Dr. Dongping Zheng
Associate Professor, Department of Second Language StudiesUniversity of Hawaii at Manoa , USA
Ecological, Dialogical and Distributed Approaches to Design and Learning with Technologies
This talk addresses the confluence of design in relation to space-time, sociocultural places, activity and artifacts that have shown an impact on second language learners’ being and becoming in diverse linguistic environments. Congruent with ecological and dialogical perspectives in which sense-making is contingent on the relational dynamic meshwork, this talk will be situated in two design-based research projects that focused on designing problem-solving spaces encouraging sense-making in situ, manipulation of virtual and real world objects, and coordination among players. The talk will be organized in 4 parts: 1. A review of current research on game-based and game-enhanced learning; 2. A review of theoretical stances; 3. A demonstration of concrete examples from the 2 projects; 4. Conclusions on new research agenda and pedagogy informed by the current research.
The first project investigates how learners of Chinese and English coordinated on a project in which they collaboratively decorated a virtual space. The findings suggest that socioculturally bounded places afford different kinds of learning: 1) referential learning in relatively static places; and 2) transformative learning through coordination between verbal instruction and object manipulation in relatively more open-ended places. The second project looked at how we can design situated mobile apps to support place-based language learning. I will demonstrate: 1) how we can design mobile games to encourage distributed language learning; 2) how this immersion experience in physical places affects linguistic and cultural acquisition and communication in situ; and 3) how (trans)languaging is dynamically executed in the wild with virtual content present.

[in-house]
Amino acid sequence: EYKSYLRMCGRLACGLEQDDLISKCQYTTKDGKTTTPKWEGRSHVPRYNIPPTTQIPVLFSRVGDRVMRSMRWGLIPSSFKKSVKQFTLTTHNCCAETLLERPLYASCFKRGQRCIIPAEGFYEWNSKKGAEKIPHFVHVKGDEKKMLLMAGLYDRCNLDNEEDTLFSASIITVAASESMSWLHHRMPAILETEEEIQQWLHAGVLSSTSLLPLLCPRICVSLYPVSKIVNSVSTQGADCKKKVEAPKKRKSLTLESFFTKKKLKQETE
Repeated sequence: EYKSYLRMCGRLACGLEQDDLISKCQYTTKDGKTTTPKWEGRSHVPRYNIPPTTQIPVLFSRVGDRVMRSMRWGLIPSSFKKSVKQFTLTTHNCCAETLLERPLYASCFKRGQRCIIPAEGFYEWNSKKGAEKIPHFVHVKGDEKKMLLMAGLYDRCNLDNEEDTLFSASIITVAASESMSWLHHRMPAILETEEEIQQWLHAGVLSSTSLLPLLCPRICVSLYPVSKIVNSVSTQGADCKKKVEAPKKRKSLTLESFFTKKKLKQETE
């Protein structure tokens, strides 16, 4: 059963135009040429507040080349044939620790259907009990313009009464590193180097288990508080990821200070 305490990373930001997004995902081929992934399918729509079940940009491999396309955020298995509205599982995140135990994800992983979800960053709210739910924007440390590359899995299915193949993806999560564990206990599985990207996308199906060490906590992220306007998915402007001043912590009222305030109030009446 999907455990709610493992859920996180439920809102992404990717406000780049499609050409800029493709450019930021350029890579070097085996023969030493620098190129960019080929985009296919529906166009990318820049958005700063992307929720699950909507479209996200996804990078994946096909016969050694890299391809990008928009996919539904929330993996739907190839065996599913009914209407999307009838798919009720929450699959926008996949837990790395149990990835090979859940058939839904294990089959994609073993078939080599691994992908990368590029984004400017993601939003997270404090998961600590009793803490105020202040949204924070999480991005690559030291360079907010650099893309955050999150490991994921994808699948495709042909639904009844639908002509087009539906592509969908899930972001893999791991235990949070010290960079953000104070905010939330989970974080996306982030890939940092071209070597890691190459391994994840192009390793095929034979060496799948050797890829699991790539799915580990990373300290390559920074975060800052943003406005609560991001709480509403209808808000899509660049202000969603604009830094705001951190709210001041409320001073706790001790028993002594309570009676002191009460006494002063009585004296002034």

Dr. Laurence Anthony
Center for English Language Education, Waseda University, Japan
Honorary Research Fellow, Lancaster University, UK.
Laurence Anthony is Professor of Educational Technology and Applied Linguistics at the Faculty of Science and Engineering, Waseda University, Japan. He has a BSc degree (Mathematical Physics) from the University of Manchester, UK, and MA (TESL/TEFL) and PhD (Applied Linguistics) degrees from the University of Birmingham, UK. He is a former Director and current Technical English Program Coordinator at the Center for English Language Education (CELESE), Waseda University. His main interests are in corpus linguistics tools development and English for Specific Purposes (ESP) program design and teaching methodologies. He received the National Prize of the Japan Association for English Corpus Studies (JAECS) in 2012 for his work in corpus software tools design. He is the developer of several corpus tools including AntConc, AntWordProfiler, EncodeAnt, and TagAnt.